Vol. 1:2 (2012) ► pp.263–276
Measuring effectiveness in Focus on Form versus Focus on Meaning
So far empirical studies have shown that explicit Focus-on-Form (FonF) methods are more effective than implicit Focus-on-Meaning (FonM) methods (Norris & Ortega, 2000). However, many studies fail to address the notion of ‘effectiveness’ and the tests used usually favor the explicitly taught FonF groups in that some explicitly taught ‘rule’ is targeted. This paper argues that the effectiveness of FonF versus FonM methods will depend on how effectiveness is defined and operationalized and when it is measured. We compared the oral fluency of two groups of high school students after two years of instruction. One group was taught French with a FonF method, and the other with a FonM method called AIM (Maxwell, 2004). The free speech data of the two groups were scored for general proficiency (Study 1) and analyzed for grammatical accuracy (Study 2). The study shows that after two years of instruction the FonM scored higher than the FonF on oral proficiency and the same on grammatical accuracy.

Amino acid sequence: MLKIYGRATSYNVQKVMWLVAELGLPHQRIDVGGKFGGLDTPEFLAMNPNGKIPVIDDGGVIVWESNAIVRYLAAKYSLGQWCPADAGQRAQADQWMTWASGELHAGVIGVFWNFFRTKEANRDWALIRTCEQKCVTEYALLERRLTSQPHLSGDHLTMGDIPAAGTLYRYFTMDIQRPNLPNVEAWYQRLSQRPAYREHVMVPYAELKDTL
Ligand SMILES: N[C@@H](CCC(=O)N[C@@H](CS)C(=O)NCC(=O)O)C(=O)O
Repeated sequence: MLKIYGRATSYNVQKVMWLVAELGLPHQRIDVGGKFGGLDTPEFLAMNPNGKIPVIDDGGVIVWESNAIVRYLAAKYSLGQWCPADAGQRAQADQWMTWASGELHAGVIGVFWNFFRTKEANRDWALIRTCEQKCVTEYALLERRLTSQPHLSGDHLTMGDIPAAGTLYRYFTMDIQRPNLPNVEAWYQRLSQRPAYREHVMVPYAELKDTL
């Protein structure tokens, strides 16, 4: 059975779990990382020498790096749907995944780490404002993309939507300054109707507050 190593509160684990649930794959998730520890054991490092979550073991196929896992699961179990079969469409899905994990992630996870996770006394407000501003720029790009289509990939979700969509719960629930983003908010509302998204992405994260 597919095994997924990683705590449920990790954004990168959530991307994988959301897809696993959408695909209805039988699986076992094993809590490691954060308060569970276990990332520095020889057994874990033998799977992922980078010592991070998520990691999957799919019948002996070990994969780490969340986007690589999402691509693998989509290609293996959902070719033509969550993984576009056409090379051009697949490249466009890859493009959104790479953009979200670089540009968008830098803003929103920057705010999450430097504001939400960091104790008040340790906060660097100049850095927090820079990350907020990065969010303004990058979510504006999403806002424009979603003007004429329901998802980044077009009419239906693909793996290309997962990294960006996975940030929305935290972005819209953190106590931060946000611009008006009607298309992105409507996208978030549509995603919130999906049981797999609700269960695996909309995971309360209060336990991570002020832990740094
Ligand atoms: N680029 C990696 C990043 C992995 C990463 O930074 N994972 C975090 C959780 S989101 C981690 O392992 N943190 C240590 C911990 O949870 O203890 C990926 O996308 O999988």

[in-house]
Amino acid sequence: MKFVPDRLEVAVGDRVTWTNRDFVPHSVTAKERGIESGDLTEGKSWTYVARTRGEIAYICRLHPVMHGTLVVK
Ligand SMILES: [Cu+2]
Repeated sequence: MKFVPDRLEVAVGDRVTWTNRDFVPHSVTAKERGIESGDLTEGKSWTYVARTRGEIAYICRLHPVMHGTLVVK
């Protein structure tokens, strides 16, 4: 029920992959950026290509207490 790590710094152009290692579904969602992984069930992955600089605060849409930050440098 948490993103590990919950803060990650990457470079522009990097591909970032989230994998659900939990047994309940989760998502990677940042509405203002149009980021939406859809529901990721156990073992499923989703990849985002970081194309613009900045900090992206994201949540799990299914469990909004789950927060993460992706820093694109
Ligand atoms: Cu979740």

Cited by 8 other publications
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